Advanced search think it's possible to go on holiday with a 6/7 month old?

(192 Posts)
naranciata Sun 05-Mar-17 23:39:00

Expecting DC1 in April. Friend getting married in India in November and has invited me, DH and baby to be. I am very keen to go and have wanted to go to India for years and years. DH is trepidacious (understandably) but he's naturally much more risk averse than I am. I think it will be hard and scary but mainly an adventure. DH is Googling stats on road traffic accidents in India and saying I should go on my own.

Can I have your experiences of holidaying with small babies?

babyunicornvomit Sun 05-Mar-17 23:41:57

Not got any advice as I'm currently pregnant with first DD but joining as I want to go away around Christmas time and want to know what people's experiences are!

Only thing I would say is that everyone I know who's been to India has suffered with awful stomach flu for up to 2 weeks, I can't imagine looking after a baby and being that poorly!

Biffsboys Sun 05-Mar-17 23:42:05

I've been on holiday with both my ds at that age , not India mind you ? Just typical package holiday - I found it much easier because they are so young ?

birdladyfromhomealone Sun 05-Mar-17 23:46:39

Do you intend to breastfeed? I found it very easy on holiday with babies if they were breastfed before weaning, safe and not having to worry about sterilizing etc!

KateAdiesEarrings Sun 05-Mar-17 23:48:30

I travelled to India with work and wasn't ill. Not that its relevant to travelling with a baby but I just wanted to provide an alternative perspective from the PP whose friends all got sick.
Babies are very portable but they're also all different so its impossible to guess how your baby will respond to a longhaul flight and hot temperatures. I took DS on trips from a young age but not as far as India.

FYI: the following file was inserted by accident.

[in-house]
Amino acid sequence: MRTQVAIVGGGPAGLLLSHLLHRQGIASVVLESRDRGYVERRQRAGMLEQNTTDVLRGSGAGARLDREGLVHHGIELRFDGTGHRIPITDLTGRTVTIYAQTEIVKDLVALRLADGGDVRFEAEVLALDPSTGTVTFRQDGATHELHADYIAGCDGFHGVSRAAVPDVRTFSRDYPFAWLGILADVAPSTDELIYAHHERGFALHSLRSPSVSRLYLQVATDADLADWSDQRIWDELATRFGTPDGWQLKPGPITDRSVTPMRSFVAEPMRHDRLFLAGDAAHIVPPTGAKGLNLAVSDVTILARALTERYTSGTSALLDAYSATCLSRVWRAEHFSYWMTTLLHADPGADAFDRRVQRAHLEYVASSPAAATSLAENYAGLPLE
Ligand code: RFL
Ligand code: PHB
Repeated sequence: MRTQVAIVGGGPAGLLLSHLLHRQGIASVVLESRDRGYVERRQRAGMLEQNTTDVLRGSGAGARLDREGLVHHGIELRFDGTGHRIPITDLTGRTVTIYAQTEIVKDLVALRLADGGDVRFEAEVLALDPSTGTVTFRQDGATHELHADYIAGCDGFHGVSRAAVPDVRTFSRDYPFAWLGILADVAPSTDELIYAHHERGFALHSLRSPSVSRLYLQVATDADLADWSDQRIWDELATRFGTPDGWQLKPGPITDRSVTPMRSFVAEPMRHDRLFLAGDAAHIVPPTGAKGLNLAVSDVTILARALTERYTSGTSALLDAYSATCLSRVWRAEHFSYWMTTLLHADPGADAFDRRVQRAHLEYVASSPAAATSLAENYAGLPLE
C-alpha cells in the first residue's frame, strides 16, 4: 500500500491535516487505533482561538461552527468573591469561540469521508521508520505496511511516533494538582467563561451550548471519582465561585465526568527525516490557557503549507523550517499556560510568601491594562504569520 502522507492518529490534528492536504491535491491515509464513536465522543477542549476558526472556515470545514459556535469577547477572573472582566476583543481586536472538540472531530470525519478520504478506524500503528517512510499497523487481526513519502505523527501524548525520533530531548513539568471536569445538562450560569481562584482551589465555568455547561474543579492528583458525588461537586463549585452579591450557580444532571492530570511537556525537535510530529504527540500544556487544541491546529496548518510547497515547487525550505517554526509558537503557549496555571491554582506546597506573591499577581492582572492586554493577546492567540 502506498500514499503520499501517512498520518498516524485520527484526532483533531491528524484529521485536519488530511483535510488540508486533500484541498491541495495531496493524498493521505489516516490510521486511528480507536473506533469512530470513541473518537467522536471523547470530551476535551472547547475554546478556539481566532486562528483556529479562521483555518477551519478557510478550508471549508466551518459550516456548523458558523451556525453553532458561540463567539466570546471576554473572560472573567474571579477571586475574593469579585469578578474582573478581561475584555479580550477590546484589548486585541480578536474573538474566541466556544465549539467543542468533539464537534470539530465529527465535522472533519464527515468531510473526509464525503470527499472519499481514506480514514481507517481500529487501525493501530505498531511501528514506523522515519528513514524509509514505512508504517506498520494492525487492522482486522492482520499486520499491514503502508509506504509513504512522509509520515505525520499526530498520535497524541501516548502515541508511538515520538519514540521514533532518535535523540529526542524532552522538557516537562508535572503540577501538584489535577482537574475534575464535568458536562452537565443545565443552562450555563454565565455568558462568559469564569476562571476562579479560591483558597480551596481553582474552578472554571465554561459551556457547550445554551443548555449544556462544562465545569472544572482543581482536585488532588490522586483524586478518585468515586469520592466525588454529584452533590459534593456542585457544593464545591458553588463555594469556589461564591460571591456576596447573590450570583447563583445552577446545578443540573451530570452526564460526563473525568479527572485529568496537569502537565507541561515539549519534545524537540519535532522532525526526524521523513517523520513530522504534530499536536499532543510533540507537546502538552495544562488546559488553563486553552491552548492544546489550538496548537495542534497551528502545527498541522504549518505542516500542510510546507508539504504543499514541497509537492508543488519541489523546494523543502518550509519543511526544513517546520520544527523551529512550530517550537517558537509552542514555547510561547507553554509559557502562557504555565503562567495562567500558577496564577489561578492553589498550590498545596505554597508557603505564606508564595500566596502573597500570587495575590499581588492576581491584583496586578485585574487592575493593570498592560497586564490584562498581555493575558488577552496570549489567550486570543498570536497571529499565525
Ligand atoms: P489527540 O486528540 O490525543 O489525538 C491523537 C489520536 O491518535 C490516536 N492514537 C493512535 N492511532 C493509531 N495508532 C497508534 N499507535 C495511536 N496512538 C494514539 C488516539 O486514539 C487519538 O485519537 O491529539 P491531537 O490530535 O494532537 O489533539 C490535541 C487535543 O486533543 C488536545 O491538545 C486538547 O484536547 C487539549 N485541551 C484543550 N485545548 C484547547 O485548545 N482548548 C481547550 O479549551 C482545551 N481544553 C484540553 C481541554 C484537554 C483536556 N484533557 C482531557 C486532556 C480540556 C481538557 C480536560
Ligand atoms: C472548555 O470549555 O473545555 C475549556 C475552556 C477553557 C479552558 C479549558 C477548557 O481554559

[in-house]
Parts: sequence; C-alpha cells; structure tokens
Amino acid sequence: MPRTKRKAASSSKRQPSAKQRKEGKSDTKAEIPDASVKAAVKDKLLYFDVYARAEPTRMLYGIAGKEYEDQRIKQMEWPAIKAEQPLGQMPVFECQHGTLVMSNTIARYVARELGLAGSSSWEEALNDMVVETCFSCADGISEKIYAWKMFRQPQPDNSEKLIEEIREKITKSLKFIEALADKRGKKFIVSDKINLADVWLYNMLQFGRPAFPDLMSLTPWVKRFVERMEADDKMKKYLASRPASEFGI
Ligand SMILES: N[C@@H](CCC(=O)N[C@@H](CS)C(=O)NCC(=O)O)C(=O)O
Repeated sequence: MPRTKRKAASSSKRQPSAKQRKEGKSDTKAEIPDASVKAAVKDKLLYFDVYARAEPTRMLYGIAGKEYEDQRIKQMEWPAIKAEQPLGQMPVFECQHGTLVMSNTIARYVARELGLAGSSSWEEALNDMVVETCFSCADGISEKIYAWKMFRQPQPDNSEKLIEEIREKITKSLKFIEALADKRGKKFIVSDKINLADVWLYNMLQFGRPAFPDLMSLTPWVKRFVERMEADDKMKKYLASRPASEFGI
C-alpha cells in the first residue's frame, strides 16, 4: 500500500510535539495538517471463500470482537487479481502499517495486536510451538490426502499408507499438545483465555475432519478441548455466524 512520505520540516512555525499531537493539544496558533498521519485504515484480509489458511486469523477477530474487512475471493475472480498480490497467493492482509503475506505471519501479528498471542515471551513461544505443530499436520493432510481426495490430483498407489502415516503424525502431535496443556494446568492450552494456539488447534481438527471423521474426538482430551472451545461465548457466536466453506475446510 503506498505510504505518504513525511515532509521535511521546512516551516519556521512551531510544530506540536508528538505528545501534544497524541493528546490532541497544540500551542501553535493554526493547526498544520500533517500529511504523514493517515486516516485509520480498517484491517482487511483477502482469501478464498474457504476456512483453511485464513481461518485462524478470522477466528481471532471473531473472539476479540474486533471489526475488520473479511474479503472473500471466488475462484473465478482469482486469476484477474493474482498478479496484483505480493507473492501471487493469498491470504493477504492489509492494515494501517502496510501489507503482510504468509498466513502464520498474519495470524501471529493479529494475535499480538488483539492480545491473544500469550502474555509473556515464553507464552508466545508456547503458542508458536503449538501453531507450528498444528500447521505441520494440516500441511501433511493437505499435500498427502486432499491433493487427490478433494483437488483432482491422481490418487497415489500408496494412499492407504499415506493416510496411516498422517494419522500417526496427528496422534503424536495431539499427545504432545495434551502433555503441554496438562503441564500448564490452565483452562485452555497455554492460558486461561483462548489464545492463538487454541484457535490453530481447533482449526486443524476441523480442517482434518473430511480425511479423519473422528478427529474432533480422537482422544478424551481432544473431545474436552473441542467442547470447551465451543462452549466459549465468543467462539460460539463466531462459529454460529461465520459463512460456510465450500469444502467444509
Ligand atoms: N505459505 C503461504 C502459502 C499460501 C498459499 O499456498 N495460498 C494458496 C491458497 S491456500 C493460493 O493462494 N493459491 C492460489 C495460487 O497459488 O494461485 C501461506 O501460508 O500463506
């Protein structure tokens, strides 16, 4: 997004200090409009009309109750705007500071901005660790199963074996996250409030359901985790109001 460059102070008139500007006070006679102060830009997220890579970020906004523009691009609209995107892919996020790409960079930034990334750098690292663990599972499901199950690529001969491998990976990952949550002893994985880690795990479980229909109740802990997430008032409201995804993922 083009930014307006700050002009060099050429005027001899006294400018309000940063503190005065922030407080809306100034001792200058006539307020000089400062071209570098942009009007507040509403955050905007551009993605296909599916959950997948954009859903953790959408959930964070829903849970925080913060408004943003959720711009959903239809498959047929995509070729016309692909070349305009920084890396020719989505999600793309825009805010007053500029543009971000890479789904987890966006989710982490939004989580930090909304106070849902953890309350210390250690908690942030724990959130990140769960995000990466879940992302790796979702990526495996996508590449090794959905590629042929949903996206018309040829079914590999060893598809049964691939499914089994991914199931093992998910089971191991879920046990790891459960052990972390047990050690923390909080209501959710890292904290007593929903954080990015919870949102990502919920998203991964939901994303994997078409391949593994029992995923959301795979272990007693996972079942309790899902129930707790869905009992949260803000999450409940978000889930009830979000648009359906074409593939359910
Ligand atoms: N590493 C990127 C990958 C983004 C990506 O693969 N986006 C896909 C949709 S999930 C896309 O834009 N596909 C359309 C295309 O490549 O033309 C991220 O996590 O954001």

Wando1986 Sun 05-Mar-17 23:48:56

Is this a wind-up? Sod looking after others when you might get quite poorly, I'd be more concerned about how poorly the baby might get!

hibbledobble Sun 05-Mar-17 23:48:58

Of course it's possible to holiday with a baby this age, but I wouldn't to India. I would be too worried about infectious diseases and the possible lack of good quality health care.

BaronessBomburst Sun 05-Mar-17 23:49:47

DS was 4 months old when we first went away, but that was to Cornwall. It was short bursts of doing something touristy followed by hours of changing, feeding, napping, and generally being dictated to by the needs of a small person. I can't honestly say it was that much fun.
I've also been to India and I definitely wouldn't fancy that with a baby, especially one who was starting to crawl and stick things in their mouth. It's going to be hell on a long haul flight, hot, dusty, dirty, you won't have the facilities you're used to, even the tap water can be a source of contamination. I love India but you need to be pretty bloody robust to cope with the place.

pieceofpurplesky Sun 05-Mar-17 23:51:09

Took DS to Sicily at that age. Wouldn't do India with a baby though. Have you been op? Where would you be staying?

brasty Sun 05-Mar-17 23:53:06

BaronessBomburst Sun 05-Mar-17 23:53:30

I didn't get a stomach bug in India either; I ate so well I actually put on weight. blush

naranciata Sun 05-Mar-17 23:54:53

Yes - do intend to breastfeed so hopefully that will make baby more portable. Temperature will be high 20s/low 30s so maybe will need to supplement with (bottled) water to avoid dehydration?

It just seems to me that it's a pretty good age for them to travel, esp if breastfed. Also the wedding would last for 3 days so plenty of time to attend/not attend bits of it and still be able to socialise with everyone. Then hopefully stay for 4 days more and do our own thing in spa hotel.

brasty Sun 05-Mar-17 23:55:19

Some practical advice here

angelikacpickles Sun 05-Mar-17 23:57:31

We went on holidays when DD was 6 months old and it was easy, but that was to Spain so quite different. I'm not sure I would have gone to India, but I think it can be done. If the baby was still exclusively breastfed, I would feel happier about it as very little risk of illness (to baby) I would think. I would probably avoid solids until after the trip for that reason.